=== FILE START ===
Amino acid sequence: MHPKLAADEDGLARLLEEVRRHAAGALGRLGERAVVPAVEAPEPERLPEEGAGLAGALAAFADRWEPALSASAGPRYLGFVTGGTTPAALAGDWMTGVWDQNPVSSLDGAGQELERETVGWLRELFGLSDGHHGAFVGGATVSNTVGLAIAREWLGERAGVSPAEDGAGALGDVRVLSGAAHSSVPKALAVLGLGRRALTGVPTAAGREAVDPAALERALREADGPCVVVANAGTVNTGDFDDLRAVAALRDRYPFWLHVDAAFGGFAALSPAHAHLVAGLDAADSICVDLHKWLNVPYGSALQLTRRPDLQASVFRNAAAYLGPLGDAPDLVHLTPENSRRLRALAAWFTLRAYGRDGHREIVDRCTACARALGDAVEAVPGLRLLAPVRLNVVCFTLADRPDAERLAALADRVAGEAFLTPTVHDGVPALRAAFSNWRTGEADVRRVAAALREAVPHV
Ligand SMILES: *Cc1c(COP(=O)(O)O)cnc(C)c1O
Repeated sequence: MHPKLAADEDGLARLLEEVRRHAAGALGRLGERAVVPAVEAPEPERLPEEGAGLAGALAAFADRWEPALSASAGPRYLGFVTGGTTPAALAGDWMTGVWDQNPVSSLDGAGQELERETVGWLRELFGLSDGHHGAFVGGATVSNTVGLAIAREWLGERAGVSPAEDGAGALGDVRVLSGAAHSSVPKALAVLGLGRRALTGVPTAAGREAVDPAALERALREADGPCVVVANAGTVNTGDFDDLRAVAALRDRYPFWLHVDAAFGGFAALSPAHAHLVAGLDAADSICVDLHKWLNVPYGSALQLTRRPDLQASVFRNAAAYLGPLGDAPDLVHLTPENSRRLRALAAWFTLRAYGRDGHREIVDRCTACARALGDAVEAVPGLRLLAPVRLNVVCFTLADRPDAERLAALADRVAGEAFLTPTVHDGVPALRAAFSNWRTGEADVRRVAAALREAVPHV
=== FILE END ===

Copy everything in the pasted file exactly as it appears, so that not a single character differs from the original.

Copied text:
Amino acid sequence: MHPKLAADEDGLARLLEEVRRHAAGALGRLGERAVVPAVEAPEPERLPEEGAGLAGALAAFADRWEPALSASAGPRYLGFVTGGTTPAALAGDWMTGVWDQNPVSSLDGAGQELERETVGWLRELFGLSDGHHGAFVGGATVSNTVGLAIAREWLGERAGVSPAEDGAGALGDVRVLSGAAHSSVPKALAVLGLGRRALTGVPTAAGREAVDPAALERALREADGPCVVVANAGTVNTGDFDDLRAVAALRDRYPFWLHVDAAFGGFAALSPAHAHLVAGLDAADSICVDLHKWLNVPYGSALQLTRRPDLQASVFRNAAAYLGPLGDAPDLVHLTPENSRRLRALAAWFTLRAYGRDGHREIVDRCTACARALGDAVEAVPGLRLLAPVRLNVVCFTLADRPDAERLAALADRVAGEAFLTPTVHDGVPALRAAFSNWRTGEADVRRVAAALREAVPHV
Ligand SMILES: *Cc1c(COP(=O)(O)O)cnc(C)c1O
Repeated sequence: MHPKLAADEDGLARLLEEVRRHAAGALGRLGERAVVPAVEAPEPERLPEEGAGLAGALAAFADRWEPALSASAGPRYLGFVTGGTTPAALAGDWMTGVWDQNPVSSLDGAGQELERETVGWLRELFGLSDGHHGAFVGGATVSNTVGLAIAREWLGERAGVSPAEDGAGALGDVRVLSGAAHSSVPKALAVLGLGRRALTGVPTAAGREAVDPAALERALREADGPCVVVANAGTVNTGDFDDLRAVAALRDRYPFWLHVDAAFGGFAALSPAHAHLVAGLDAADSICVDLHKWLNVPYGSALQLTRRPDLQASVFRNAAAYLGPLGDAPDLVHLTPENSRRLRALAAWFTLRAYGRDGHREIVDRCTACARALGDAVEAVPGLRLLAPVRLNVVCFTLADRPDAERLAALADRVAGEAFLTPTVHDGVPALRAAFSNWRTGEADVRRVAAALREAVPHV